USF unveils ‘What Lies Beneath,’ an exhibit on the research into more than 40 ‘lost cemeteries’

The University of South Florida Institute for Forensic Anthropology & Applied Science has opened a public exhibit that showcases the findings of three years of work on disappeared burial grounds.

Led by associate professor Erin Kimmerle and her Ph.D. candidate Kelsee Hentschel-Fey, ‘What Lies Beneath’ displays modern photos, archival documents, and maps that show the approximate locations of over 40 abandoned cemeteries in Hillsborough County.

Kimmerle is a forensic anthropologist known for her research into unmarked graves of students who died at the Arthur G. Dozier School for Boys in Marianna, FL.

The work on lost cemeteries started in 2019 when research, including work by Tampa Bay Times journalist Paul Guzzo, found two Tampa African American cemeteries that were built over in the 1950s — Zion Cemetery on a Florida Ave. site owned by the Tampa Housing Authority and the Ridgewood Cemetery located on the grounds of King High School.

A blonde woman wearing glasses speaks at a podium with a number of microphones on it. She's motioning with one hand to make a point. A sign reading 'What Lies Beneath' is to her left and a green screen with multiple logos of the University of South Florida is behind her.

Mark Schreiner


WUSF Public Media

USF forensic anthropology associate professor Erin Kimmerle speaks at the opening of ‘What Lies Beneath,’ an exhibition looking at research into more than 40 ‘lost cemeteries’ throughout Hillsborough County that is at the Social Science Building on the Tampa campus.

“I think in some way we have to kind of move away from the concept of abandoned cemeteries, as we typically think of it, in order to understand how some of these other sites have disappeared,” Kimmerle said.

One finding from the investigation is that eighteen of the sites, almost 44% of those discovered, were classified as African American, Afro-Cuban, or “colored” during the era of segregation.

But “What Lies Beneath’” sheds light on forgotten stories not only through a scientific lens but, more importantly, through a deeply human perspective.

Christina Arenas is one of the people directly impacted by this research. She is a direct descendant of some of the fifty people — some who were enslaved — who were buried in the “disappeared” cemetery of Keystone Memorial Park in Odessa.

A young man with dark hair interviews a Black woman who stands in front of a blue wall with pictures on it. He's holding a microphone and wearing headphones.

Mark Schreiner


WUSF Public Media

Christina Arenas speaks to WUSF’s João Victor Pina at the opening of the exhibition ‘What Lies Beneath’ at the USF Social Science Building Friday.

Arenas was one of the major supporters of the project and attended the inauguration event for the exhibition at the USF Tampa campus Friday.

“For many years, no one would know that they (people buried in lost cemeteries) even existed and what they contributed to that area. Now, it will be in print. Now, someone can Google and they’ll be able to see a little bit of the history our ancestors provided for the area,” she said.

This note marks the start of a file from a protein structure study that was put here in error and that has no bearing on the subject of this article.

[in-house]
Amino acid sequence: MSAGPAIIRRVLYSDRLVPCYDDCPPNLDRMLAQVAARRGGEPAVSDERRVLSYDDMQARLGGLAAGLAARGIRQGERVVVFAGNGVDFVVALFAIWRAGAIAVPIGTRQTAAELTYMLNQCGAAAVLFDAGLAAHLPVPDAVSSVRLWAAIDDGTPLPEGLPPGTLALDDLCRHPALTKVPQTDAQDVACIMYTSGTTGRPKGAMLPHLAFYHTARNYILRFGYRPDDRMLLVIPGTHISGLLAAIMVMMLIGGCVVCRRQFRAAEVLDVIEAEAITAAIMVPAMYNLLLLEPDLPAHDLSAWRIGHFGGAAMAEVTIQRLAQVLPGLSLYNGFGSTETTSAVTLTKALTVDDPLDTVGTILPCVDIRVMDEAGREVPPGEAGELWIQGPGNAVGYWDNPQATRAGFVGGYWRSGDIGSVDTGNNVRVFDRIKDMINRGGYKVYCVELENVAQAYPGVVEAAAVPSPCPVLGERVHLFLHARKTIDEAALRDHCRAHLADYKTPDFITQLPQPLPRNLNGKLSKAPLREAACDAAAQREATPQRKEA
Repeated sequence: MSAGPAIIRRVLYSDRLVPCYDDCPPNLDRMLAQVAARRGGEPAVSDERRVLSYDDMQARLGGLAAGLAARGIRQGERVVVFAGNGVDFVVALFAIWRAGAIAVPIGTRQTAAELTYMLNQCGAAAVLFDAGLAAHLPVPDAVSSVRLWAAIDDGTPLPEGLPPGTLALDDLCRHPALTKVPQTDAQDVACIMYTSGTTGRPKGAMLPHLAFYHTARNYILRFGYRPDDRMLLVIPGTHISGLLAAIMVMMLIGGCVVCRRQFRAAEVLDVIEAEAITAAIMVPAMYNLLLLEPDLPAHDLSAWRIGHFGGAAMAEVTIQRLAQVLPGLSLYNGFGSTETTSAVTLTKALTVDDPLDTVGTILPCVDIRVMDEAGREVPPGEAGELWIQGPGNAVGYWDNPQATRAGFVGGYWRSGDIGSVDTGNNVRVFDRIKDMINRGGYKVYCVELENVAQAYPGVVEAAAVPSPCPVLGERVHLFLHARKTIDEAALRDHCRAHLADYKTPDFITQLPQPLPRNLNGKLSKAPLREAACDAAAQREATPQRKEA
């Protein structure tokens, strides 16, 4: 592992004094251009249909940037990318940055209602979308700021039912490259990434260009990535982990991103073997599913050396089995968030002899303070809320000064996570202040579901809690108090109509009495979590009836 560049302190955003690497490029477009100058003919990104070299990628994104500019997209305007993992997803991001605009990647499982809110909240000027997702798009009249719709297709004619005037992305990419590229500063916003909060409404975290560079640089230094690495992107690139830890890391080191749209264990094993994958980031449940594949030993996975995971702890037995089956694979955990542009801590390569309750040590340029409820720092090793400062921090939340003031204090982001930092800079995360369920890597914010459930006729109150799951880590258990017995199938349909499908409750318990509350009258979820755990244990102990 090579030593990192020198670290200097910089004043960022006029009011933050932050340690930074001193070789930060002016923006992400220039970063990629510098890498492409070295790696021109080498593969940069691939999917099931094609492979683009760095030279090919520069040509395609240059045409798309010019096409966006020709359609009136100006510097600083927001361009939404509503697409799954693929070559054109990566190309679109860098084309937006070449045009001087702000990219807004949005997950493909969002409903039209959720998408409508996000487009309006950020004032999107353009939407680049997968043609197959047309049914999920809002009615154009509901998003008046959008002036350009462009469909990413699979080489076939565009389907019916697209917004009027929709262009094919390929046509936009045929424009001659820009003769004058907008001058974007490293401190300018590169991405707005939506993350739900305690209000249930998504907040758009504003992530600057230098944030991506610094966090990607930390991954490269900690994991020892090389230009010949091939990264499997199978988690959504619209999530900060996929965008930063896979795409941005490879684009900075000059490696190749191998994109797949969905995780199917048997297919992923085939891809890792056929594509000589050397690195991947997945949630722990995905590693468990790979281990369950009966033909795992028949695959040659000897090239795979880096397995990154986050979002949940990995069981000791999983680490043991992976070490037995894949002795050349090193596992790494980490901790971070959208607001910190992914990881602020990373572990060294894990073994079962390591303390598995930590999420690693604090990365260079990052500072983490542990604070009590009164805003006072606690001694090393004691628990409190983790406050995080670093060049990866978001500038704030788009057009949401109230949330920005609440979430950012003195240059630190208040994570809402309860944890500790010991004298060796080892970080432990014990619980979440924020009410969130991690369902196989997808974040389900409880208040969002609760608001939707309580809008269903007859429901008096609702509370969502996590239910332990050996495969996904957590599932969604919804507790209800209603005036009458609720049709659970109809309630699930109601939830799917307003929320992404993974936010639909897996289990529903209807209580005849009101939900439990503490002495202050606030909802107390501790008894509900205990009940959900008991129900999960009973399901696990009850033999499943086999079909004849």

While the exhibition displays extensive work from the research team to identify these grounds, there’s reason to believe that more sites will be found across Florida in the upcoming years.

“There was a task force in 1999 that estimated up to 100 unmarked burials that were still unaccounted for in every (Florida) county,” said Kimmerle. “It just gives you a sense of how big of an issue this really is.”

Kimmerle also emphasized the pivotal role of students in the exploration of these sites and development of “What Lies Beneath.”

“They have been integral to every part, from fieldwork to archival research and also creating the exhibit. It’s all been a student-led initiative,” she said.

“It’s a great opportunity because there’s so much you can learn,” said Kelsee Hentschel-Fey, a forensic anthropology and bioarchaeology Ph.D. candidate.

“(Kimmerle) likes us to be completely cross-trained with forensics and bioarchaeology. She wants us to have a really great understanding of the cultural heritage, doing archival work, and we also have the opportunity to do all the field work,” she added.

And the ability to provide answers to people who may not know what happened to their loved ones is something Hentschel-Frey finds rewarding — eventually.

“It’s really strange, I don’t ever think about it until the very end when I talk to a family member,” she said. “To be honest, this is what I do. I enjoy doing this — I go through the steps and then I don’t realize the impact until a family member talks to me and pulls me aside, and they’re like ‘Oh my gosh, this is amazing.'”

Other contributors to the interdisciplinary investigation include GIS Manager Benjamin Mittler and Lori Collins of the USF Center for Digital Heritage and Geospatial Information.

This exhibit will be open to the public through January 30, at The Waterman Exhibit Gallery within the Social Science Building, at 12320 USF Genshaft Drive on the Tampa campus.

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